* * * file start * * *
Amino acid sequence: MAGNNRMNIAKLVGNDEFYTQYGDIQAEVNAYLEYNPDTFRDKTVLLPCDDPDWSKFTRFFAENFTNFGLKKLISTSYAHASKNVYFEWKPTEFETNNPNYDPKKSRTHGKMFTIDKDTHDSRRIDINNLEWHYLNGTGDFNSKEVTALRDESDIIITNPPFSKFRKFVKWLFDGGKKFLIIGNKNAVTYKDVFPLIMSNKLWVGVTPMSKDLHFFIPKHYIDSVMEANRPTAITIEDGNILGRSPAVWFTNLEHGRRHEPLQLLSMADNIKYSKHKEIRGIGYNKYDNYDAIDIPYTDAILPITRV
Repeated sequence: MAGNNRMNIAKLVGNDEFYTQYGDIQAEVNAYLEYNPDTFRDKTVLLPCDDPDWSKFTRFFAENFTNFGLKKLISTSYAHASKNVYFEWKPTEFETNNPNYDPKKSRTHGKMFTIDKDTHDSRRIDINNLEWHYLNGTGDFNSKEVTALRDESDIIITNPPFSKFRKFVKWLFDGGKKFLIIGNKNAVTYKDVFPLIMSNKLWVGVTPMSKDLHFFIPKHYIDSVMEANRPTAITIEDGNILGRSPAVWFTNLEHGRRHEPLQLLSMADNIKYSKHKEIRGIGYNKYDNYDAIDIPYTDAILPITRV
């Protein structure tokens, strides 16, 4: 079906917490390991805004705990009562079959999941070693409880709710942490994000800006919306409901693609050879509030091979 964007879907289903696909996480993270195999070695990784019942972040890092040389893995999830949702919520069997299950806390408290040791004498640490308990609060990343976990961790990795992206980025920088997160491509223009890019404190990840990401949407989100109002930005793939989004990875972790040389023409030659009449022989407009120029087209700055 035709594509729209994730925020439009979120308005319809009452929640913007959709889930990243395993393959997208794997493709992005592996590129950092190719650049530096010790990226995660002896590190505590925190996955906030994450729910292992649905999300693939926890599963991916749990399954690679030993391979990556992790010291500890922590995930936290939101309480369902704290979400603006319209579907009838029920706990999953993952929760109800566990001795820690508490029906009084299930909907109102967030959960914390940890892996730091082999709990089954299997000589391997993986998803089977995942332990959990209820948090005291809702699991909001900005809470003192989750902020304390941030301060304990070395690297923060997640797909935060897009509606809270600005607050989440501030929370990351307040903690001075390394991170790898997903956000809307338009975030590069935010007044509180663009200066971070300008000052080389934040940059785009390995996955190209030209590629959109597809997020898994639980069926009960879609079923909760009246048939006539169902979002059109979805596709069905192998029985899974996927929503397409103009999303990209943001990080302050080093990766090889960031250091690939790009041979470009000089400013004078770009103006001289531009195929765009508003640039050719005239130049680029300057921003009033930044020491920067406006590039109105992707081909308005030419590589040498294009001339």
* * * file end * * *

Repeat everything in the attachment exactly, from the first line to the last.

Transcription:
Amino acid sequence: MAGNNRMNIAKLVGNDEFYTQYGDIQAEVNAYLEYNPDTFRDKTVLLPCDDPDWSKFTRFFAENFTNFGLKKLISTSYAHASKNVYFEWKPTEFETNNPNYDPKKSRTHGKMFTIDKDTHDSRRIDINNLEWHYLNGTGDFNSKEVTALRDESDIIITNPPFSKFRKFVKWLFDGGKKFLIIGNKNAVTYKDVFPLIMSNKLWVGVTPMSKDLHFFIPKHYIDSVMEANRPTAITIEDGNILGRSPAVWFTNLEHGRRHEPLQLLSMADNIKYSKHKEIRGIGYNKYDNYDAIDIPYTDAILPITRV
Repeated sequence: MAGNNRMNIAKLVGNDEFYTQYGDIQAEVNAYLEYNPDTFRDKTVLLPCDDPDWSKFTRFFAENFTNFGLKKLISTSYAHASKNVYFEWKPTEFETNNPNYDPKKSRTHGKMFTIDKDTHDSRRIDINNLEWHYLNGTGDFNSKEVTALRDESDIIITNPPFSKFRKFVKWLFDGGKKFLIIGNKNAVTYKDVFPLIMSNKLWVGVTPMSKDLHFFIPKHYIDSVMEANRPTAITIEDGNILGRSPAVWFTNLEHGRRHEPLQLLSMADNIKYSKHKEIRGIGYNKYDNYDAIDIPYTDAILPITRV
């Protein structure tokens, strides 16, 4: 079906917490390991805004705990009562079959999941070693409880709710942490994000800006919306409901693609050879509030091979 964007879907289903696909996480993270195999070695990784019942972040890092040389893995999830949702919520069997299950806390408290040791004498640490308990609060990343976990961790990795992206980025920088997160491509223009890019404190990840990401949407989100109002930005793939989004990875972790040389023409030659009449022989407009120029087209700055 035709594509729209994730925020439009979120308005319809009452929640913007959709889930990243395993393959997208794997493709992005592996590129950092190719650049530096010790990226995660002896590190505590925190996955906030994450729910292992649905999300693939926890599963991916749990399954690679030993391979990556992790010291500890922590995930936290939101309480369902704290979400603006319209579907009838029920706990999953993952929760109800566990001795820690508490029906009084299930909907109102967030959960914390940890892996730091082999709990089954299997000589391997993986998803089977995942332990959990209820948090005291809702699991909001900005809470003192989750902020304390941030301060304990070395690297923060997640797909935060897009509606809270600005607050989440501030929370990351307040903690001075390394991170790898997903956000809307338009975030590069935010007044509180663009200066971070300008000052080389934040940059785009390995996955190209030209590629959109597809997020898994639980069926009960879609079923909760009246048939006539169902979002059109979805596709069905192998029985899974996927929503397409103009999303990209943001990080302050080093990766090889960031250091690939790009041979470009000089400013004078770009103006001289531009195929765009508003640039050719005239130049680029300057921003009033930044020491920067406006590039109105992707081909308005030419590589040498294009001339």